It's been quite the whirlwind of activity here on the gulf coast. I took a couple weeks to slow down prior to moving and I'm so glad I did, if only to have memories of what it was like to not be completely exhausted, overwhelmed, single handly keeping the coffee industry in business, and hit by one of my worst allergy seasons to date. My brain is foggy, my eyes can hardly open, and the amount of snot rolling out of my nose reminds me of You Can't Do That On Television skits.
The great thing about this completely overwhelming experience is that I get to visit places like Apalachicola Bay in northwestern Florida. One of the most beautiful places I have ever visited. I am working out a plan to one day buy a house and kayak everyday there as we speak. I have tons of photos that I'm hoping to get up real soon. It was a wonderful place to work after three days of strategic planning or how my team likes to call it Renee! (that's how they write my name) herding cats.
Three days of strategic planning that had been put off for 10 months in Mobile, AL. It ended up being a wonderful experience, but fuck that was hard. There was more than once when I put my head in my hands while the team was working on something and said to myself how the fuck do I get out of this. But if I have learned anything over the past 6 years of my career, it's there is always a solution.
I'll be honest, though, its not just the workload and the allergies that are so overwhelming. It's seeing the impacts still being felt by communities in the wake of the BP oil disaster. People who have quickly become family are really sick, still in the midst of chaos while the rest of the world has seemed to just gone on with their life, and my team is looking to me to help fill a lot of gaps and add capacity to their own workloads and problem solving. On my team I have junior league women from Mobile, a Basque transplant and former commercial fishermen who has lived in the bayous for 30 years bent on bringing down corporate corruption, a president of LA Shrimper's Association, and a former state water management official. It's quite a powerful and inspiring bunch when working in concert.
Onw husband and wife combo on my team, who make their living on the water, have been out of work since April, except for a brief stint working to clean up oil for BP. Having to stop our strategic planning meeting because more than one person had a caughing fit and needs to do a breathing treatment in the back office and then watch their body react to the steroids, makes you wonder what the fuck you have been doing since April 20 and who the fuck do you think you are thinking you have any answers.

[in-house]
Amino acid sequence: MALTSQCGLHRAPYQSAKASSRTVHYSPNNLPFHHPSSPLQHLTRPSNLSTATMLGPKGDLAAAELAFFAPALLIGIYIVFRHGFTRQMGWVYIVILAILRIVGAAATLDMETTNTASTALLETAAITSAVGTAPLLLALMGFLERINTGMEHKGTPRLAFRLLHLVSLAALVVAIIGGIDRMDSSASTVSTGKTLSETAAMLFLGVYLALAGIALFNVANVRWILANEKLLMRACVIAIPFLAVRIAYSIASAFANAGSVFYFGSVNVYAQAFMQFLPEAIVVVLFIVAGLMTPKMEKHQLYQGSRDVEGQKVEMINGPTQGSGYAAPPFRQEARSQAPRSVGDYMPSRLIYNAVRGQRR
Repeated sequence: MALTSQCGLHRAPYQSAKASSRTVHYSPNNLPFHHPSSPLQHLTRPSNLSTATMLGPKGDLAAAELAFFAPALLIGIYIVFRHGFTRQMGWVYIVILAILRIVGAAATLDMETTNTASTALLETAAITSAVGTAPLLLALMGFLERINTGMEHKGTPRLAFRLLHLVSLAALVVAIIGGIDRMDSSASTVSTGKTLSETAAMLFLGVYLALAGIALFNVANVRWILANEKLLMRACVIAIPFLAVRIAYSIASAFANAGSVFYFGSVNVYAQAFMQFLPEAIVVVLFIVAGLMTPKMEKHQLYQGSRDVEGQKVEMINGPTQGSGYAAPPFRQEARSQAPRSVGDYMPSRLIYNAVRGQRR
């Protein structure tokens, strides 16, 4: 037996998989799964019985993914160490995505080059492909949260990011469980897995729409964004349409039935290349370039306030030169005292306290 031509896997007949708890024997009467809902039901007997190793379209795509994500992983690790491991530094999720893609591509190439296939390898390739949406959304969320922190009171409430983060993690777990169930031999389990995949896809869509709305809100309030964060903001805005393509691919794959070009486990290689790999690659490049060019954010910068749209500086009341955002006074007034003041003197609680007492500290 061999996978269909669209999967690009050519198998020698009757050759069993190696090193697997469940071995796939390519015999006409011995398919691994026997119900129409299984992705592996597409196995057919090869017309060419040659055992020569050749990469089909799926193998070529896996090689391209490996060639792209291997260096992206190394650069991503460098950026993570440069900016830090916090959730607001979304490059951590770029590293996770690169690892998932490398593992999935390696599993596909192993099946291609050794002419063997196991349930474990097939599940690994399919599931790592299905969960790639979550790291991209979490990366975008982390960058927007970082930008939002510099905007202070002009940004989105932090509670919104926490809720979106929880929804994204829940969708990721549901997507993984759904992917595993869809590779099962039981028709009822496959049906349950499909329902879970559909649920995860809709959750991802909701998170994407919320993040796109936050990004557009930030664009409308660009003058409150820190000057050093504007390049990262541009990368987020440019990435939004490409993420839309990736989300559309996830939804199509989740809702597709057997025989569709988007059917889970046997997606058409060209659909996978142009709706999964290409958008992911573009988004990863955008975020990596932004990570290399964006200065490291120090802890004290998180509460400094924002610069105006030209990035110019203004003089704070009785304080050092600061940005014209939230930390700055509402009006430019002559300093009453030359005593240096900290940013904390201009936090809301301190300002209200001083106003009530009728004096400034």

My morning runs have become much more important. The fog rolling over the Mississippi is really quite exceptional at dawn. Though sneezing all over the other runners is frowned upon I've learned.
Yesterday I attended the second a series of three public scoping meeting for BOEMRE, the agency that replaced MMS, the federal agency that regulates the oil and gas industry. The scoping meeting was to get public input on expanding offshore drilling. There were the usual industry suspects making statements about the benefits of the oil and gas industry and how we can't judge the entire industry because of one little spill. Community members impacted by the spill and environmental advocates got up one after the other to say that we must not expand our drilling practice until we begin to make changes to the problem that results in 87 days of oil gushing into the Gulf and the poisoning of hundreds of thousands of people all along the gulf coast. A retired woman from the industry sighed while fishermen explained that they are sick and that the seafood is unsafe and that we must take precautions when thinking of adding more drilling. She sighed at them, like they were making it all up.
I said this was going to be a gumbo. So here are some things I find interesting.
Bridge The Gulf
Louisiana Environmental Action Network
BOEMRE is holding public meetings to collect comments on the environmental impact statement of expanding drilling leases in the Gulf (including Florida), Arctic, and Alaska. Send in comments to BOEMRE asking them to not expand drilling before they put in place the recommendations of the Oil Spill Commission or if you are of the more progressive kind - end offshore drilling). You can email your comments here: MultisaleEIS@BOEMRE.gov
Not sure what to say, here are some points:
(1) In order to ensure public participation, BOEMRE must be more transparent and include public meetings that are scheduled at times and in places that the public can attend, evenings, weekends and in community centers, not airport hotels.
(2) There must be no expansion of offshore drilling before the recommendations of the oil spill commission are implemented.
(3) We now know the industry does not have the technology to clean up worst case scenarios, we must work from this point forward from that starting place, not by the industry word that they can clean up and stop any spill. The 87 days of the BP oil spill disaster has proven this.
(4) All new permits must come in front of a citizen advisory council.
(5) There must be a citizen advisory council set up with decision making powers.
Your comments are due no later than March 31, but you might was well send them in right now. Just copy and paste my points and add anything else you are interested in saying about the impacts of the BP oil spill disaster. Feel free to paste what you sent in the comments section below.
Don't forget to come visit me in New Orleans.